The Lost Art of Letter Writing
I long to receive a three page, heart-rending, soppy letter, filled with words carefully chosen and eternal.
There was a time when writing letters was our only means of communicating over long
distances. In today's world, we can pick up a phone and speak to anyone anywhere in a
second or two. I have found, in my not very scientific research, that most people prefer to
use the phone when they have something to say. Speed and ease of use are the main
reasons. Whether personal or business related, people pick up a phone before they pick up a
pen (or sit down at their word processor). However, about 50% say they follow up business
matters with a letter to document the conversation.

The proliferation of long distance services has brought the cost of speaking to out of state
friends down drastically, giving us yet another reason to pick up the phone instead of writing.
Most people enjoy the one on one of a personal conversation. Interacting is an important
component of communication. However, there are times when writing is better.

Sure, it's nice to hear someone say, "Honey, I love you." But to read it in a letter, knowing
someone took the time to write it, makes it much more meaningful. It is permanent. And even
if, at some time in the future, they take those words back, you still have a permanent record
of it. Once written, you can read it over and over again, and cherish it time after time,
knowing that someone cared enough to take the time to write. After all, writing is not an
automatic response. It requires thought and concentration -- and effort. People often speak
without thought -- it is, for the most part, an automatic response.

But, the phone is not the only reason that people have stopped writing. The greeting card, as
well, has usurped letter writing. Is there something meaningful you need to say? Not only,
"Happy Birthday" and "Get Well Soon" are available on cards. Today you can go to the store
(even the grocery store) and buy a card to say just about anything. "I Miss You", and "Sorry
we had a disagreement", are just some of the cards available today. Granted, they are nice
gestures, but they're still somebody else's words. Who really meant what the card has to say
-- the card's author or the sender? Am I to be touched by the sentiment because you passed
the aisle with cards on your way to pick up toilet paper?

I'm sorry to be flippant. I know that most people truly feel what the card is trying to convey. I
myself sometimes buy cards like these, but I write a note or letter to say it in my own words
as well.

And, let us not forget the evermore ubiquitous e-mail and Instant Message. Why take the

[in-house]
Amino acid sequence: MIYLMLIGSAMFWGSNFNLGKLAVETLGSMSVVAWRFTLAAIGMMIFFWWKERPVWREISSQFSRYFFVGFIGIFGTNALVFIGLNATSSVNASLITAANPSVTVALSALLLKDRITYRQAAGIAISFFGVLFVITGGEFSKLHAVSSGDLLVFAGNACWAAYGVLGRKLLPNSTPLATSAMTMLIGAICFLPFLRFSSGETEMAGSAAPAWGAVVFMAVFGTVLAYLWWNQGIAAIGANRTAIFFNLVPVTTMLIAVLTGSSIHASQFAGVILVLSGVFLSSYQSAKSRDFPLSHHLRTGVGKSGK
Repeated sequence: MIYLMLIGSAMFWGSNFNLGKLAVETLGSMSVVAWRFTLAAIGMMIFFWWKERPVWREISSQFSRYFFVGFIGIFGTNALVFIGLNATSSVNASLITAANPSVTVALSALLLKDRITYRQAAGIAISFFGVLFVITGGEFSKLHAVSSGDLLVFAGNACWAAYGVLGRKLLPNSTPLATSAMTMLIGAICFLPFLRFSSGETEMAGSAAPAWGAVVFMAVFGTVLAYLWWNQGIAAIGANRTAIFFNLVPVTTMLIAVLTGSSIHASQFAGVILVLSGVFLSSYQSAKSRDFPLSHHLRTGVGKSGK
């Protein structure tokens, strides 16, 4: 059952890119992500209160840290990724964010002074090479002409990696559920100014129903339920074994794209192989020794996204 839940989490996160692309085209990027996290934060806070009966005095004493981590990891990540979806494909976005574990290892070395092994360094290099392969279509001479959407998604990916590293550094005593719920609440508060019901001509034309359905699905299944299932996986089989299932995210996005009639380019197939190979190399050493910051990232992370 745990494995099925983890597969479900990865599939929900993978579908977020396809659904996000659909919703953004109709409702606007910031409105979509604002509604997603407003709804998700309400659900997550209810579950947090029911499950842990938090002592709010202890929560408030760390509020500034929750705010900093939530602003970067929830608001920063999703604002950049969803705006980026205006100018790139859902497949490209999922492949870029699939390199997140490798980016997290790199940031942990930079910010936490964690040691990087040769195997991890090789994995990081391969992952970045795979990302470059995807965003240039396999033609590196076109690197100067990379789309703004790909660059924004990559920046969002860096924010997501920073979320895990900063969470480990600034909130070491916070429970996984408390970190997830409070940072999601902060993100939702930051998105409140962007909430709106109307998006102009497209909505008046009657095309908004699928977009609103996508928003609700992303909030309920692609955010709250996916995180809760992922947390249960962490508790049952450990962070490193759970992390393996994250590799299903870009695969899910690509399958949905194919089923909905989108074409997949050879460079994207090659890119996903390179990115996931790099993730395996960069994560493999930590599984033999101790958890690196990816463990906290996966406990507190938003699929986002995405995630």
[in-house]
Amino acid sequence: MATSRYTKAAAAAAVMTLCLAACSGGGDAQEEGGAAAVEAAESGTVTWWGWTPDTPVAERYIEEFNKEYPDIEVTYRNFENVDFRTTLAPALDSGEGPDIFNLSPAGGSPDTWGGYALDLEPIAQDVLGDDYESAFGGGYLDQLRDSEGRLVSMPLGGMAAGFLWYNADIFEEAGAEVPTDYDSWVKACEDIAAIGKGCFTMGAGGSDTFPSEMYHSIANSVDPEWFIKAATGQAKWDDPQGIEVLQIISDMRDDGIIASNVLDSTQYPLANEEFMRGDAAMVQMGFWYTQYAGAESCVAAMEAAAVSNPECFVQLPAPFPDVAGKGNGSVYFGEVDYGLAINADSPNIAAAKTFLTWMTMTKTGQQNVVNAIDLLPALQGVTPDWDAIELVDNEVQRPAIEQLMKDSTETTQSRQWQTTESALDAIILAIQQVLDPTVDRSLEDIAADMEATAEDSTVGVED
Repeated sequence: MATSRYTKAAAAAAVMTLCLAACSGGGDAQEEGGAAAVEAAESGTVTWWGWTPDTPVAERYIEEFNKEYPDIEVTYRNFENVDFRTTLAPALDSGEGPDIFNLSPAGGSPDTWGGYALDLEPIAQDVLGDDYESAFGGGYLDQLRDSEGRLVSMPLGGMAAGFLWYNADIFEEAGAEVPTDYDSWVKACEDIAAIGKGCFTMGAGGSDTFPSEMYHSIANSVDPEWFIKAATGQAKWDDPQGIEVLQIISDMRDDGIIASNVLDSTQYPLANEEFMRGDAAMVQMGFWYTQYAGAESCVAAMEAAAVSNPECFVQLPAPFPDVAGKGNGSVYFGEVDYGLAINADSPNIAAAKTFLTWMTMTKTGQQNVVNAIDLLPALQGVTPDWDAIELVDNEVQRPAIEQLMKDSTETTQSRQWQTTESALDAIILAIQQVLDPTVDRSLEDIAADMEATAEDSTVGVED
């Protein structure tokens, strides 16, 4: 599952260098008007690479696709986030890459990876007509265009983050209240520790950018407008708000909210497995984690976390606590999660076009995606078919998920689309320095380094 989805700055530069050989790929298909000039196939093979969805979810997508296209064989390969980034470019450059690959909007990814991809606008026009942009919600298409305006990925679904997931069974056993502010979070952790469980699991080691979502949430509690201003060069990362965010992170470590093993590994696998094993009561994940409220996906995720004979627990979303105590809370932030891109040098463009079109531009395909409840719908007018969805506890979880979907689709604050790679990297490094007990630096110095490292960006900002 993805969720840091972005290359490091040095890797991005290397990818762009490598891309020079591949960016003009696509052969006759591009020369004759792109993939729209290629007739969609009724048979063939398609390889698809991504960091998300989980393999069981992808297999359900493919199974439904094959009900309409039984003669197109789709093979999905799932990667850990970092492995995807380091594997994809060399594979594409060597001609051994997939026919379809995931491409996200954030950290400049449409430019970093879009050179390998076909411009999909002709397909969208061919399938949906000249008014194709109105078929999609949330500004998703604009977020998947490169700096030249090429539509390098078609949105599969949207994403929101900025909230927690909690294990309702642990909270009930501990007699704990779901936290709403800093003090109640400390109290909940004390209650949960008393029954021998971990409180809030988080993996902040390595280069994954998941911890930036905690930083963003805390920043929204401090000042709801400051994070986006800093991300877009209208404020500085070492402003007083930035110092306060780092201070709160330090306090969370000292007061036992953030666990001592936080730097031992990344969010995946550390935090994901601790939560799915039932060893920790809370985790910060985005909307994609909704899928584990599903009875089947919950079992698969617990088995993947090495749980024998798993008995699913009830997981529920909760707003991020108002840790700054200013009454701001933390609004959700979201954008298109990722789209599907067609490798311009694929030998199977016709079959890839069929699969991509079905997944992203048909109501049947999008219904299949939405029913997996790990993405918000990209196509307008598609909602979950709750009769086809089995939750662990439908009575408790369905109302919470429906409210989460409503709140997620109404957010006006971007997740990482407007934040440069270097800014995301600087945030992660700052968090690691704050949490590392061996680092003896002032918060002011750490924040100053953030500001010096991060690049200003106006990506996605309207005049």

time to write a heartfelt letter when you can sit down, put your thoughts into a few brief
sentences (often incomplete and wrought with abbreviated language -- <ugh!>) and send it
off into the ether of the internet?

I long to receive a three page, heart-rending, soppy letter, filled with words carefully chosen
and eternal. (OK -- I'd be happy with one page -- I'm not hard to please.) And yes, I have
written such letters -- with no reply, thank you very much. Maybe I'm just a hopelessly
romantic dreamer, or just downright old-fashioned.

Alas, the advent of the telephone in the late 1800's, cheap long distance services of today
and the ever-growing internet have made writing letters a lost art. But modern technology
offers us the opportunity to (almost) bring it back. Forget the tedious chore of putting pen to
paper, writing and re-writing. Worry no more about your handwriting, spelling and grammar.
Welcome the personal computer with word processing, spell checker and grammar checker. If
you're the slightest bit creative, you can even buy software to create your own beautiful,
heartfelt cards, too.

Imagine, cards and letters filled with genuine sincerity from both the author and sender --
you. Try it -- you'll like it, and so will your loved ones when they receive it. And who knows,
maybe they'll write you back. Won't you feel special then?

© 2001 Bobbie Ann Pimm
Originally published on
Resources and Web Links
Web Links
Letters, Letter-writing and Other Intimate Discourse, devoted to encouraging the art
of letterwriting. It has essays with hints and tips on how to write letters -- and so
much more.
Hints on Writing Love Letters, "Of all letters, the love-letter should be the most
carefully prepared.  Among the written missives, they are the most thoroughly read
and re-read, the longest preserved, and the most likely to be regretted in after life."
quote from the site
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